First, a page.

One of the marvels of the ocean is a little creature called Noctiluca scintillans, commonly known as the seasparkle. It is a dinoflagellate, a little single-celled algae. Floating in swarms of millions these organisms cause the glowing of the sea. The archetype of a dinoflagellate has a flattened spherical body shape and is armoured by plates covered with an intricate texture. They propel themselves with two (or sometimes more) flagella. One is pointed downward, the other is running as a spiral through a groove running along the equator of the cell. Noctiluca however has a different body plan. It forms a gas bag that enables the creature to float right under the surface of the ocean. There still are two flagella although one is exceptionally thick. This large one is clearly visible while the other one is very insignificant (just noticeable in the picture above the large flagella).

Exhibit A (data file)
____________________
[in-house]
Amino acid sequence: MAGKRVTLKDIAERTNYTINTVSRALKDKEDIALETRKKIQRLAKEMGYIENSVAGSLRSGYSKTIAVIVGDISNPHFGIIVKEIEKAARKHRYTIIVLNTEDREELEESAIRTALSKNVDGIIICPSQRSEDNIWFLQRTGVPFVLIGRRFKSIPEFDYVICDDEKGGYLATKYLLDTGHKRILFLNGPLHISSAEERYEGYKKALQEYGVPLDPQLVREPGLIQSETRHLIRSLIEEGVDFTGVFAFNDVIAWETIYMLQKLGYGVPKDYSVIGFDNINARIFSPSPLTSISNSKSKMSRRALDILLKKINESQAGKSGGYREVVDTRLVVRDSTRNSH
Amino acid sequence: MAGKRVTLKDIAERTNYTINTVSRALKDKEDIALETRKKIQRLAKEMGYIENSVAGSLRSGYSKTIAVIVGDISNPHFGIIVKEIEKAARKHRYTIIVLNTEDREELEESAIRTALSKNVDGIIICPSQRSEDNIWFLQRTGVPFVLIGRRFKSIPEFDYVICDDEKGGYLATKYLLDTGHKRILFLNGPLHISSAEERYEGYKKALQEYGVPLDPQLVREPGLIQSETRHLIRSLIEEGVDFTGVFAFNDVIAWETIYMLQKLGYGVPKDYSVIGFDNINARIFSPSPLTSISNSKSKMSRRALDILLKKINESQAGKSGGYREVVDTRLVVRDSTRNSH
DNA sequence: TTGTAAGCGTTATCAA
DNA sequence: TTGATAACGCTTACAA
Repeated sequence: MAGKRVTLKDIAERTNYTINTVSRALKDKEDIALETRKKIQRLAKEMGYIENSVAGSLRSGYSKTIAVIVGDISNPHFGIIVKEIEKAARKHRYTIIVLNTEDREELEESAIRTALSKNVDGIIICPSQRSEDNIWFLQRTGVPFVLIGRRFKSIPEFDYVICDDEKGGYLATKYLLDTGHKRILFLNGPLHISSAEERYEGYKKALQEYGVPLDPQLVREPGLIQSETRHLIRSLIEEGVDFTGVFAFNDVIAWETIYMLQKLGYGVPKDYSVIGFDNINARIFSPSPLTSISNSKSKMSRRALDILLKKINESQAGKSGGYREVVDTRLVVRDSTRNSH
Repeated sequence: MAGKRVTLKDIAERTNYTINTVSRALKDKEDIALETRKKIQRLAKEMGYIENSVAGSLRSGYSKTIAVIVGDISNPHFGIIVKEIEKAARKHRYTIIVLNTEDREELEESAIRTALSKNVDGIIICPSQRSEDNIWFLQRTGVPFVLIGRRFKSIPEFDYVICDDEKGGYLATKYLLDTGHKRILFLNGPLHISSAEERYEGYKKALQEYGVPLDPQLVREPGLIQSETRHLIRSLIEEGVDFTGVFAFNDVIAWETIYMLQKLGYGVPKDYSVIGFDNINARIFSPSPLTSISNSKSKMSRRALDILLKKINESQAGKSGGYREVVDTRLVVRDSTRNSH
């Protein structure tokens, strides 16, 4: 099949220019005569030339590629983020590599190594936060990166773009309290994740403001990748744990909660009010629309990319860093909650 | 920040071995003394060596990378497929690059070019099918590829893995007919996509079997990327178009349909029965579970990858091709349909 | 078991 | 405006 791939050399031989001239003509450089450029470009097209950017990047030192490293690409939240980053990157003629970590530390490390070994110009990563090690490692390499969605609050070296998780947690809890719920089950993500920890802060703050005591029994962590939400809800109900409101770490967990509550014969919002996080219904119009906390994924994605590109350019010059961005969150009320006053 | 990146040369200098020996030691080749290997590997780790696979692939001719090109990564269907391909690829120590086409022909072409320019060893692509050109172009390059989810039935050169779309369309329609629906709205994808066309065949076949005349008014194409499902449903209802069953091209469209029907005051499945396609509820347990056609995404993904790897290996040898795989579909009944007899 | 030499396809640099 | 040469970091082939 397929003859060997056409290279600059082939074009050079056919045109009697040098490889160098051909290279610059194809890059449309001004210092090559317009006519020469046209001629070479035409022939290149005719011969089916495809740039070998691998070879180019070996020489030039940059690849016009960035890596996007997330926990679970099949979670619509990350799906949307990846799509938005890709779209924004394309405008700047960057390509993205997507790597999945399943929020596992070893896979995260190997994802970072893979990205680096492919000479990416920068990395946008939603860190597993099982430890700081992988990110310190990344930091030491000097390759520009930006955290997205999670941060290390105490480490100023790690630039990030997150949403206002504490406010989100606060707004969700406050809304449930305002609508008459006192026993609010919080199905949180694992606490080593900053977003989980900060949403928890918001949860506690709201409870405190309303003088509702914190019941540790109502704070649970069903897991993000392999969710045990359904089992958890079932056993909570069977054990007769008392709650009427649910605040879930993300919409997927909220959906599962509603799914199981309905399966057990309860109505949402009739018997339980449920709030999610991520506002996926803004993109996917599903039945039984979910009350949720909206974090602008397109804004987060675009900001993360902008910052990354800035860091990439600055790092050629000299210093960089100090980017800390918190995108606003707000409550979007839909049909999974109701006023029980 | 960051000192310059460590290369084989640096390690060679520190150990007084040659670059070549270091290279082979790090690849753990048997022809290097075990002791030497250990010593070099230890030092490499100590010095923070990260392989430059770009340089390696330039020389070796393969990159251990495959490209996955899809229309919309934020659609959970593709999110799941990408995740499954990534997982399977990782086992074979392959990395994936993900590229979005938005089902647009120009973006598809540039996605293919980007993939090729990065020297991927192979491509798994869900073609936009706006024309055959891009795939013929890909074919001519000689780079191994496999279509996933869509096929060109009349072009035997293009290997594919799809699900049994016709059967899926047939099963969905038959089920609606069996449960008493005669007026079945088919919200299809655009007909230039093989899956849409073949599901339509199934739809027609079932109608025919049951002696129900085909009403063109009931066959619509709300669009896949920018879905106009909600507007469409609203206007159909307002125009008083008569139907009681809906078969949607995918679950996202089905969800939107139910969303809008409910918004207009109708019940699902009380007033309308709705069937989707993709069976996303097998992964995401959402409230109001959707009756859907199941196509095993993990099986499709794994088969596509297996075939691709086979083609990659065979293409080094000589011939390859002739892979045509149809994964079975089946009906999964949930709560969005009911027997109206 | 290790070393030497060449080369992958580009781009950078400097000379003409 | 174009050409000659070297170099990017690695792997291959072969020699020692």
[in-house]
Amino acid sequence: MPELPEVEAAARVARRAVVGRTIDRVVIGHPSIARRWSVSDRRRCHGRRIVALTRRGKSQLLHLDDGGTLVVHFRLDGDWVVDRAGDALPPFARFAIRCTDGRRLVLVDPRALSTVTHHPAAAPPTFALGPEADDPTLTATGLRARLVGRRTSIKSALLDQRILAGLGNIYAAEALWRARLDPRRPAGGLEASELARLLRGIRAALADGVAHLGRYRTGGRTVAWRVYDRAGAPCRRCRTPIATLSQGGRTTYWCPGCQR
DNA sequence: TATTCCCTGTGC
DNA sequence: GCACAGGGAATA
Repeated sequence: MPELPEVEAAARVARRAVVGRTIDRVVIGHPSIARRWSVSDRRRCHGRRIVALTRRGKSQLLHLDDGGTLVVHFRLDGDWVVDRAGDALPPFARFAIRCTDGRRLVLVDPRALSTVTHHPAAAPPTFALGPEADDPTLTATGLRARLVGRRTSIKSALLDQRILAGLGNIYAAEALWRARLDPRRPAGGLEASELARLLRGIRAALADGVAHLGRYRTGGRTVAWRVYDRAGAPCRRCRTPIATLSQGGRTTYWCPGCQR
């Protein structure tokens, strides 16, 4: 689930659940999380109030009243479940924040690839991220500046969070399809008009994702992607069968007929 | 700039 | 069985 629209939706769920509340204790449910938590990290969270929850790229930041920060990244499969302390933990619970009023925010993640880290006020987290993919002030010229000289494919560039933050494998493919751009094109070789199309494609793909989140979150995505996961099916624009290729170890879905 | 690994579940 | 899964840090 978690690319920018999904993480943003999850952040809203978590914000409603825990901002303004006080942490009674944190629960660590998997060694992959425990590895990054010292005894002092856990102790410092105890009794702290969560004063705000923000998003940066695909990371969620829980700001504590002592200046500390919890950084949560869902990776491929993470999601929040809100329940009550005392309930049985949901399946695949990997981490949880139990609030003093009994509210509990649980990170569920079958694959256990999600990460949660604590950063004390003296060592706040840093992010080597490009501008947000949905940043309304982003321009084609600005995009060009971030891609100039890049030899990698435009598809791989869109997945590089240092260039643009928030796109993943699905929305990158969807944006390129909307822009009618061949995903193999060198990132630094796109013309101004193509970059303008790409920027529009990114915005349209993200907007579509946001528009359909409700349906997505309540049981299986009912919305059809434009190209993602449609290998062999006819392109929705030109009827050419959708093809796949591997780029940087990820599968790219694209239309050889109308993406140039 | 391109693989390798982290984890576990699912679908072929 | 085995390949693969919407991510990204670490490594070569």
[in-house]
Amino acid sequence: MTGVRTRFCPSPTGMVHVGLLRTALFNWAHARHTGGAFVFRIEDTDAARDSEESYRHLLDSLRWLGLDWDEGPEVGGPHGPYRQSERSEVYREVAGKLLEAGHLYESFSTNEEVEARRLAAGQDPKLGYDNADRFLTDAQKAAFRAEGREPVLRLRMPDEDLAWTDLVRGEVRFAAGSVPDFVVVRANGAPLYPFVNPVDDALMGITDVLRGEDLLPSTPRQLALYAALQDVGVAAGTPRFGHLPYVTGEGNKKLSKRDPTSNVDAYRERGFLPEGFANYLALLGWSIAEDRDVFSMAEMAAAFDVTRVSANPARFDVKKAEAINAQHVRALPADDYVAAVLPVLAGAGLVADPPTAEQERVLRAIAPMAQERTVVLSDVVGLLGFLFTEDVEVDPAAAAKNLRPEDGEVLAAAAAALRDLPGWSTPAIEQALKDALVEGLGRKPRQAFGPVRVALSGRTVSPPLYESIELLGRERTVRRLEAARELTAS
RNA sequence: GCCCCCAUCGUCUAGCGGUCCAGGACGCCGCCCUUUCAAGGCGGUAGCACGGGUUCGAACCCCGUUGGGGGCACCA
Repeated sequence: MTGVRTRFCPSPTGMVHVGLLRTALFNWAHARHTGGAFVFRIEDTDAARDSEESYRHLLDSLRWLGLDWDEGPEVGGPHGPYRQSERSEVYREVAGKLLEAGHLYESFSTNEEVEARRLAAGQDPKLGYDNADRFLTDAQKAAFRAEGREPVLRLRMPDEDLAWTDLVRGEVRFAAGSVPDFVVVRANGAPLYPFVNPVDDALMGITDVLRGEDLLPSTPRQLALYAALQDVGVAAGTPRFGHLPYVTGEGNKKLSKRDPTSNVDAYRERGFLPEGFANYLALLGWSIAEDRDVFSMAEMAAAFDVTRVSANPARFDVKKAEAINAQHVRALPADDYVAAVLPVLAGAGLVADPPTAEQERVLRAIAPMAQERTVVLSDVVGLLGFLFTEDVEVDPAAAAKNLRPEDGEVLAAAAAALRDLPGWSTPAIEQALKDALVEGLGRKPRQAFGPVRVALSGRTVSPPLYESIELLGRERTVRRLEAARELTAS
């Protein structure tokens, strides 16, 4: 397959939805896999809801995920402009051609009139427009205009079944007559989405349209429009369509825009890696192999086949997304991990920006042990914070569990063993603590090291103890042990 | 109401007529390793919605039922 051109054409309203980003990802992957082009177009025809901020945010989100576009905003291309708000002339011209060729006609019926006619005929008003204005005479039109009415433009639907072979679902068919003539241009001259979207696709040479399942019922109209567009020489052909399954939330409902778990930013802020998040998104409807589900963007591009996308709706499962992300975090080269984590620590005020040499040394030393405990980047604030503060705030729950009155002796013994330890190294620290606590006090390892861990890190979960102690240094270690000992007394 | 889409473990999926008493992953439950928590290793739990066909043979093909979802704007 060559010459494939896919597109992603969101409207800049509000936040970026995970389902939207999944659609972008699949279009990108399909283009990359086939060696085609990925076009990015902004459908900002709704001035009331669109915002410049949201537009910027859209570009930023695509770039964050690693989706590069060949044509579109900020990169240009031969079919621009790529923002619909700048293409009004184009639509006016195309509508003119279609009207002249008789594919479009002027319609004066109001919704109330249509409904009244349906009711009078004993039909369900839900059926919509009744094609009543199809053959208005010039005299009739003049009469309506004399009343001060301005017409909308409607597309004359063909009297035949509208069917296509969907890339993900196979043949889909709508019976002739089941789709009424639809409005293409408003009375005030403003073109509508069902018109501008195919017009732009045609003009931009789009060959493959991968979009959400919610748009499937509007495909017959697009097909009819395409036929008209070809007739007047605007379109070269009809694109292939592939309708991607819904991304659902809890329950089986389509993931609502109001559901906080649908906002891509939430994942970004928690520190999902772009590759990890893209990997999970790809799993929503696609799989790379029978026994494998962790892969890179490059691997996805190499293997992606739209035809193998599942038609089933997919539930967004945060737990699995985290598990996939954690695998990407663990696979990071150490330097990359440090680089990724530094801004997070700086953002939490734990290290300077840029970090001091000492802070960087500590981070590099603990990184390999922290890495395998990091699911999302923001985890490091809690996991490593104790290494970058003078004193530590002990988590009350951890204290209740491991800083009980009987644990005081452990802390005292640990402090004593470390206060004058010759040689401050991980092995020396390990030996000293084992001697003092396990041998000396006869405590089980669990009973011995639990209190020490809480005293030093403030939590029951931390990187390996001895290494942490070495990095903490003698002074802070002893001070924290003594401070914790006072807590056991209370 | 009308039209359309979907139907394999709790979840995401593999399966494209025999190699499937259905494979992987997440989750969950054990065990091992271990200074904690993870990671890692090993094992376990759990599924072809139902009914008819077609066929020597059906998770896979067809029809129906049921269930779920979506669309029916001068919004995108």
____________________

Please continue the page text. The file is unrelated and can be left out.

Like Volvox these creatures give a unique twist to the concept 'plant'. Noctiluca is heterotrophic, which means it devours other organisms. Because of its large size for a unicellular creature (up to one millimetre) it is interesting to study them. They can be caught from the surface of the sea with a plankton net or with a fine sieve. With a strong magnifying glass they are easy to watch.

 

THE INSTITUTE FOR THE PROMOTION OF THE LESS THAN ONE MILLIMETRE

Volvox

Bell animalcules

Diatoms

 Starfish larva

Stentor

Hydra

Bryozoans

Desmids

Spirogyra

3D through a microscope

 

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